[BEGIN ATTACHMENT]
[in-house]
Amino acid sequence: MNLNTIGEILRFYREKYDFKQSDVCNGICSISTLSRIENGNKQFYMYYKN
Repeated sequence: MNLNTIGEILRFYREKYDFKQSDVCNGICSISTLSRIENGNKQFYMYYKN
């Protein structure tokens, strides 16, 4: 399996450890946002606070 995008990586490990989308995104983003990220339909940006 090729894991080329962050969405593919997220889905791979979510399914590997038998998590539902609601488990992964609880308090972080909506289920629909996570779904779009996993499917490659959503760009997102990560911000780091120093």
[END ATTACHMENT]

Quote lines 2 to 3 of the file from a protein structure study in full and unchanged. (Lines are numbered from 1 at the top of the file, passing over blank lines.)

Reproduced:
Amino acid sequence: MNLNTIGEILRFYREKYDFKQSDVCNGICSISTLSRIENGNKQFYMYYKN
Repeated sequence: MNLNTIGEILRFYREKYDFKQSDVCNGICSISTLSRIENGNKQFYMYYKN